Anti-Gay Bullying: Why You Need To Talk To YOUR Kids (and how!)
Justin Aaberg, 15 years old. Billy Lucas, also 15. Seth Walsh and Asher Brown, both 13 years old. Tyler Clementi, an 18 year old freshman at Rutger’s University.
These are just a few of the many kids across our country who have killed themselves because they were tormented, bullied, outted, or believed to be gay.
As the numbers of suicides grow, the rest of us struggle to support those who find themselves targeted.
A new slogan has been gaining in popularity: it gets better. The idea behind these words is to let kids know there really is light at the end of the tunnel. I was bullied as a kid. It was impossible to see beyond that situation and into a future where I wouldn’t have to see those kids and where I could be accepted for who I was.
So even though I think the “it gets better message is really important, I confess it leaves me a little uneasy. Yeah, it really does get better later, but what about right now? Am I really making a difference by changing my facebook status or wearing purple for a day? Does that stop the cycle of hate and disrespect or am I just making myself feel better by signaling to the world that I’m not one of those people?
As adults we want to express support for our kids, we want them to have hope. But nine times out of ten, that’s after the fact. Bullying doesn’t really go down in front of us. Kids do it out of our sight, and especially at school. I got to thinking, I’ve never had an in depth conversation with my kids about bullying. Last week I did just that and I urge you to as well. If you aren’t sure how here’s what I did:
First, when you’re talking to kids, you have to remember sometimes they don’t hear what you’re saying the way you intend. You might think you’re being clear as a bell, but it still might not be registering for them. The best way to figure out if you’re on target and they’re really getting it, is to ask them throughout the conversation what they are hearing you say. I ask my kids all the time, tell me what you heard me say using your own words.
Second, you have to have an understanding of the construct of bullying before you talk about it. It’s not just one kid being a jerk towards another kid. Most accepted curriculum says there are three components to almost every bullying situation: the bully, the victim, and the silent bully.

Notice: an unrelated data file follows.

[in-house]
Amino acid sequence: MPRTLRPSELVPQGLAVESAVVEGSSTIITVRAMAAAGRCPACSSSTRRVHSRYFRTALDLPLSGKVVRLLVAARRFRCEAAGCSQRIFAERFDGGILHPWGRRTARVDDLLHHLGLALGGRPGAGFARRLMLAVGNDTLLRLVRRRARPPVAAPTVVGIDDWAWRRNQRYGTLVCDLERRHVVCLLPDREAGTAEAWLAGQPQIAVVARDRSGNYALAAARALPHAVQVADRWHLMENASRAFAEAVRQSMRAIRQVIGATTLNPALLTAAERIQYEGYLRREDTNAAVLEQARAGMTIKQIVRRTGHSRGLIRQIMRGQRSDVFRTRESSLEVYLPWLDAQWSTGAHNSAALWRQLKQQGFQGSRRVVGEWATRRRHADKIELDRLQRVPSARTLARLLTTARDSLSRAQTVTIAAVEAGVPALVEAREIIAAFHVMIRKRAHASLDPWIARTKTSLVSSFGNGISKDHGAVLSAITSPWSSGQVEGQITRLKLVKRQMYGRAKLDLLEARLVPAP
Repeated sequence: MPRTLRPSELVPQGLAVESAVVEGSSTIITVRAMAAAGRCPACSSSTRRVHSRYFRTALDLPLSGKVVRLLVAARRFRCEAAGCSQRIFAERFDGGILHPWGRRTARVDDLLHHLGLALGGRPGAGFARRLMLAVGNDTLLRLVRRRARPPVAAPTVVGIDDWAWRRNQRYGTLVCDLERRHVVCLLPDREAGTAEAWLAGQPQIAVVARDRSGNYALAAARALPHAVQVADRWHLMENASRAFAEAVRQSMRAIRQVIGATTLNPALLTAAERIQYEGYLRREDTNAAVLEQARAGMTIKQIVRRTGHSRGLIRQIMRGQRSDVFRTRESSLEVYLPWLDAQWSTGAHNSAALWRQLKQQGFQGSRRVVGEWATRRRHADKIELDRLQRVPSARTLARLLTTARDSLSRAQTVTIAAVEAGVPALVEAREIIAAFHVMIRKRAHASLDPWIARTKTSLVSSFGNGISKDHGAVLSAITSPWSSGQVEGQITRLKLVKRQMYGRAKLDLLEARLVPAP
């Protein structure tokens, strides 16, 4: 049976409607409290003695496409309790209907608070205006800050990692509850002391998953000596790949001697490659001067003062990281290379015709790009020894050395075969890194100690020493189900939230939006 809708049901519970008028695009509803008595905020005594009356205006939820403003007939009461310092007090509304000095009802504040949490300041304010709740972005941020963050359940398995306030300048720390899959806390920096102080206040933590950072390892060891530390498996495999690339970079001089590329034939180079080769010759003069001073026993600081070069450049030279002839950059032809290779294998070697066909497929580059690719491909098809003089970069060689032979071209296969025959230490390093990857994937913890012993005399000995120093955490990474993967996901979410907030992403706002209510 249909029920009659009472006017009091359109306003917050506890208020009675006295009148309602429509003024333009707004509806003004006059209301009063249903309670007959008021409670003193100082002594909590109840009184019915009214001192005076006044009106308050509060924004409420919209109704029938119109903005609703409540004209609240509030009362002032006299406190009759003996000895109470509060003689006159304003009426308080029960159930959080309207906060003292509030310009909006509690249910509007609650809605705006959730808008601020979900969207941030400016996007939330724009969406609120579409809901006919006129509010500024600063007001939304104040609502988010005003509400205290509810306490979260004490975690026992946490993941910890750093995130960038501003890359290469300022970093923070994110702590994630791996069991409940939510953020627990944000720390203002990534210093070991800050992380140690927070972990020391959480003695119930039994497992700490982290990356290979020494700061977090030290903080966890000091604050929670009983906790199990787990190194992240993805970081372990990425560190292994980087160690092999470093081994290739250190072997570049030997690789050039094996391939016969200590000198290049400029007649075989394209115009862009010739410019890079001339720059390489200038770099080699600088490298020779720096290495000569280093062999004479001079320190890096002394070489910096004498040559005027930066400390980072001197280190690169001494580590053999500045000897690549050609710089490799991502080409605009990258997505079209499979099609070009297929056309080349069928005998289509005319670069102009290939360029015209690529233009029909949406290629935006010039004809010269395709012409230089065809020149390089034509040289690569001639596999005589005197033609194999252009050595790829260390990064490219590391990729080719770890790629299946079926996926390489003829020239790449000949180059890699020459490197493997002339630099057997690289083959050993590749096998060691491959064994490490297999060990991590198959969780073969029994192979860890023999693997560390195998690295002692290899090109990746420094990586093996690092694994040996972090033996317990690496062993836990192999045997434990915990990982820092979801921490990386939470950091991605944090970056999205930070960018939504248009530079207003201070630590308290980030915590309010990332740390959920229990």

The role of the bully and the victim speak for themselves, but it’s the silent bully most kids need to understand, because in real life, that’s the role they’re most in danger of playing- even good kids can get caught up as the silent bully; the one who sees bullying, who knows about it, but says nothing, does nothing. They stay silent because they don’t want to be bullied themselves- they’re scared. What they don’t realize is their silence only makes the bully grow stronger. Their silence helps the bully get away with it and encourages them to do it again.
With my kids, I started the conversation focused on some of the kids who have already taken their lives. I explained in very simple terms, kids have shot themselves, hung themselves or jumped to their deaths to escape the pain and humiliation bullying caused.
From there we talked about the structure of bullying; the bully, the victim and the silent bully.
We talked about how to identify bully-behavior, especially anti-gay bullying. We talked about bully language and words like: fag, faggot, homo, queer, lesbo- all words they’ve heard at school before.
Now let me be clear, I’ve got great, loving, kind kids. I don’t think they would ever go to school and bully other kids or taunt them for their sexual orientation. I doubt your kids would do that either. My bottom line message to my kids was this- do not be the silent bully. Don’t be that kid that just stands there and doesn’t say or do anything. If you hear a kid at school tell another he’s a fag, don’t be silent. Don’t giggle or joke around. Find a teacher and tell them what happened- right away. Say the right thing, do the right thing in the moment. Do not contribute to the cycle.
They asked questions, talked about things they had seen and heard at school, and event went through a few potential scenarios and talked about what they would do. I don’t expect my kids to be angels and I don’t expect them to save the world- but every child can be empowered to break the cycle of bullying if we give them the tools.
Without them, ultimately we adults are powerless to stop bullying of any kind, no matter how many encouraging videos we post online, or policies or laws we put in place.